Tue 18 Oct, 2011 03:27 pm
Katrina vanden Heuvel
Nero’s fiddling while Rome burned may be nothing compared to the folly of Washington and Wall Street’s inaction while the world economy teeters on the verge of global depression. No wonder the Occupy Wall Street demonstrators have spread across the world. By raising a din, they might wake folks up.
Last week, yet another filibuster by Republican senators blocked even a debate on President Obama’s jobs bill, which is already modest in the extreme. More than half of the bill would simply avoid making things worse — extending the payroll tax cut and unemployment insurance, and trying to limit layoffs of teachers and police officers next year. Without the extensions, the cuts in government spending and hikes in taxes would reduce an estimated 2 percent of GDP from growth next year — at a time when the economy is already near a standstill.
A good portion of the bill would provide tax breaks for businesses. And a far-too-small part would provide money for building schools, roads, sewers and other infrastructure projects that will put some people to work.
Feeling some heat, Republican senators released their version of a jobs act, which offers up sacrifices to the business gods. It would repeal financial and health-care reform, suspend regulations across the board, and advance a balanced budget amendment to the Constitution. And Sen. Rand Paul (R-Ky.) promises, with some Kentucky magic, that it would produce 5 million jobs.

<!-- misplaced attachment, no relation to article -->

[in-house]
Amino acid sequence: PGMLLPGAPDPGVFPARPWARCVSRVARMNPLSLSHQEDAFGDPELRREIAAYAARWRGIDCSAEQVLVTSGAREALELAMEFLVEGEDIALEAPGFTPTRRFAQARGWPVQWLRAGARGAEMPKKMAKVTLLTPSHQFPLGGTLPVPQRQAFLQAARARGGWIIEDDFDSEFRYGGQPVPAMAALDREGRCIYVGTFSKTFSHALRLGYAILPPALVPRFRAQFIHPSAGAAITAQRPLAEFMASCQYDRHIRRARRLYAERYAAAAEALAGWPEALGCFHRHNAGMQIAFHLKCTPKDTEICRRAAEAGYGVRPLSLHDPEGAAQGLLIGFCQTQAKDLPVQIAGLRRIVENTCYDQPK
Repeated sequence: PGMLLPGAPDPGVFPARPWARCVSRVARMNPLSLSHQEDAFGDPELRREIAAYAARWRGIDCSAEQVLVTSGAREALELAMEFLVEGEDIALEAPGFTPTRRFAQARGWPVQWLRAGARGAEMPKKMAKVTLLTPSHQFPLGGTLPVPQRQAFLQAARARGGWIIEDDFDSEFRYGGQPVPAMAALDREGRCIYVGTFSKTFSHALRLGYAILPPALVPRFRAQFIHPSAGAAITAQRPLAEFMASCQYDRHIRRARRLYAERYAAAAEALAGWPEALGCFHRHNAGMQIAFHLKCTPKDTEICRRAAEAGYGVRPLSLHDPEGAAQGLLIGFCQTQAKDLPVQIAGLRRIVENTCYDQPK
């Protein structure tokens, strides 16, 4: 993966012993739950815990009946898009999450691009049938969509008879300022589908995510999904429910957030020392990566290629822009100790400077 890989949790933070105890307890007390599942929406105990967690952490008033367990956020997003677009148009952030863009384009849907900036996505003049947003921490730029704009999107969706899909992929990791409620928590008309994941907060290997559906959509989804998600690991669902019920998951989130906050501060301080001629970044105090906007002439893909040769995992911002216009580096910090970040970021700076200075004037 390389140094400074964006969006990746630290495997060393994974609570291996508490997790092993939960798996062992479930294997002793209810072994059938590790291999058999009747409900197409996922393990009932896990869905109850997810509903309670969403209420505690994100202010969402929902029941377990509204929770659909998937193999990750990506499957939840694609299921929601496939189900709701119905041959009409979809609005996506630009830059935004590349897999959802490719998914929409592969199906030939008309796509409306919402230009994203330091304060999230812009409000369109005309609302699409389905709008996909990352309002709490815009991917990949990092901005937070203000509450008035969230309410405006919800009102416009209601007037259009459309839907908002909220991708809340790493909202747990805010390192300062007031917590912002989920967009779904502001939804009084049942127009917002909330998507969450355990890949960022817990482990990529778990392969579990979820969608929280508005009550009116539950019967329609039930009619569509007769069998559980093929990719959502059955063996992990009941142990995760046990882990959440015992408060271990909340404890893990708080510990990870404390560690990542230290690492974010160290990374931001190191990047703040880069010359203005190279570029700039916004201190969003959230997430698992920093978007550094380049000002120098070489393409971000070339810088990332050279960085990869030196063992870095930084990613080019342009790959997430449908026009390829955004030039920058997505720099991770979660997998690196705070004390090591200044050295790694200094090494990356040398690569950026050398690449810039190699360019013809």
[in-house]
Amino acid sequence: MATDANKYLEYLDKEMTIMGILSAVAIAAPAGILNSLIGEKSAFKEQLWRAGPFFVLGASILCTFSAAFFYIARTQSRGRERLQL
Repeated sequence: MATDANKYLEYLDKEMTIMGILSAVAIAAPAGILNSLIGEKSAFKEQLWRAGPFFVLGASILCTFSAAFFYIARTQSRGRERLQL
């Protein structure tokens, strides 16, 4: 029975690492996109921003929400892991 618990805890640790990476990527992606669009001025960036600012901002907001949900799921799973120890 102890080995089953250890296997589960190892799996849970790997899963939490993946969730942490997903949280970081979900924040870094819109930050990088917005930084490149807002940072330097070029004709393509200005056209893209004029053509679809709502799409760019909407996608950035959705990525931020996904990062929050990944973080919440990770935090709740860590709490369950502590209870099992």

Worse, the bipartisan gang of 12 legislators in Congress’s “supercommittee” continues to meet in closed sessions to decide how to cut another $1.2 trillion from deficits over 10 years. If the members fail to agree, deep cuts in defense and domestic spending begin in fiscal year 2013.
Newt Gingrich got this right for once: “It’s like saying we’re going to shoot you in the head or cut off your leg, which do you prefer?” And with the committee tasked to report before Thanksgiving, we are virtually guaranteed to spend the winter arguing about how to mutilate the economy, not about how to get it going.
Europe is already feeling the effects of premature austerity. Britain’s conservative coalition seems intent on driving the country into recession. Germany’s economy is stagnant and slowing. Greece, Spain, Portugal and Italy are on a forced march to decline.
No wonder people are in the streets. We need bold and sustained action to restart this economy, with all of the G-20, the world’s major economies, cooperating
We need massive reform, an we are not going to get it until we have a little revolution by the looks of it....